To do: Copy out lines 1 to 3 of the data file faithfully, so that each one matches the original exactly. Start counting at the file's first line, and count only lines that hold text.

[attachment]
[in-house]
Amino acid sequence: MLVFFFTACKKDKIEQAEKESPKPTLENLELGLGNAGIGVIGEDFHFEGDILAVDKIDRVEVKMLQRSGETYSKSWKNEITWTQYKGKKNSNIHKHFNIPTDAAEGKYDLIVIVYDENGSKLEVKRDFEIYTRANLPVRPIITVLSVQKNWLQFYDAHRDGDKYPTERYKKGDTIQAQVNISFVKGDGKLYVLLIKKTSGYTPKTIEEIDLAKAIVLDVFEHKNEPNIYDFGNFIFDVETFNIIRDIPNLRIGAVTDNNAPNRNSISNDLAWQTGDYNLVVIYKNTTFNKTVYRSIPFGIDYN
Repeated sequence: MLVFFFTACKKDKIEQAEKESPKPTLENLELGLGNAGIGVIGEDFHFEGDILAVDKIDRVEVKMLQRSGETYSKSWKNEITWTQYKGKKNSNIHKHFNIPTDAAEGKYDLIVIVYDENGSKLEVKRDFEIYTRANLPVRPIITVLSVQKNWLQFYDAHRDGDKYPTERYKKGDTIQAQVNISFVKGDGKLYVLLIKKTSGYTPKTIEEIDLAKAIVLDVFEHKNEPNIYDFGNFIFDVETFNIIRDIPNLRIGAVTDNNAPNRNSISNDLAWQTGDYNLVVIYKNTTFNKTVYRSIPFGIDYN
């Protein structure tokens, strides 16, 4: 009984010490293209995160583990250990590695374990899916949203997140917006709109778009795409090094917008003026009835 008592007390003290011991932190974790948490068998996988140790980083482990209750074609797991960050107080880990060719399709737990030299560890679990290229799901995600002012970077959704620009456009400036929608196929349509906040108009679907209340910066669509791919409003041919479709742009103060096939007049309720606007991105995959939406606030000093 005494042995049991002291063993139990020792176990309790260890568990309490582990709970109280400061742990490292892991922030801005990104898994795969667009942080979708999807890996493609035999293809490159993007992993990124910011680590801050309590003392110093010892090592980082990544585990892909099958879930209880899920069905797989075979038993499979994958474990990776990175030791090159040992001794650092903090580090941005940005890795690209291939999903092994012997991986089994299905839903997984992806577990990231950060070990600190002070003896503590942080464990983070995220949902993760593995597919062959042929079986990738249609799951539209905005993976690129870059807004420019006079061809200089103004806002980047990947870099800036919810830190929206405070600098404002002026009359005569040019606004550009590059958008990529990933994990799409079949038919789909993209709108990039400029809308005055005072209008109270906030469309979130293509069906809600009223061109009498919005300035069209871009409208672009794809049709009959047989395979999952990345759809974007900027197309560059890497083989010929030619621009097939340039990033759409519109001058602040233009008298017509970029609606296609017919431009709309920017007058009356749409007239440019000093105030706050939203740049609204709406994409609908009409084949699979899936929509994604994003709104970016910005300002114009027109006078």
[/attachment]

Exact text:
[in-house]
Amino acid sequence: MLVFFFTACKKDKIEQAEKESPKPTLENLELGLGNAGIGVIGEDFHFEGDILAVDKIDRVEVKMLQRSGETYSKSWKNEITWTQYKGKKNSNIHKHFNIPTDAAEGKYDLIVIVYDENGSKLEVKRDFEIYTRANLPVRPIITVLSVQKNWLQFYDAHRDGDKYPTERYKKGDTIQAQVNISFVKGDGKLYVLLIKKTSGYTPKTIEEIDLAKAIVLDVFEHKNEPNIYDFGNFIFDVETFNIIRDIPNLRIGAVTDNNAPNRNSISNDLAWQTGDYNLVVIYKNTTFNKTVYRSIPFGIDYN
Repeated sequence: MLVFFFTACKKDKIEQAEKESPKPTLENLELGLGNAGIGVIGEDFHFEGDILAVDKIDRVEVKMLQRSGETYSKSWKNEITWTQYKGKKNSNIHKHFNIPTDAAEGKYDLIVIVYDENGSKLEVKRDFEIYTRANLPVRPIITVLSVQKNWLQFYDAHRDGDKYPTERYKKGDTIQAQVNISFVKGDGKLYVLLIKKTSGYTPKTIEEIDLAKAIVLDVFEHKNEPNIYDFGNFIFDVETFNIIRDIPNLRIGAVTDNNAPNRNSISNDLAWQTGDYNLVVIYKNTTFNKTVYRSIPFGIDYN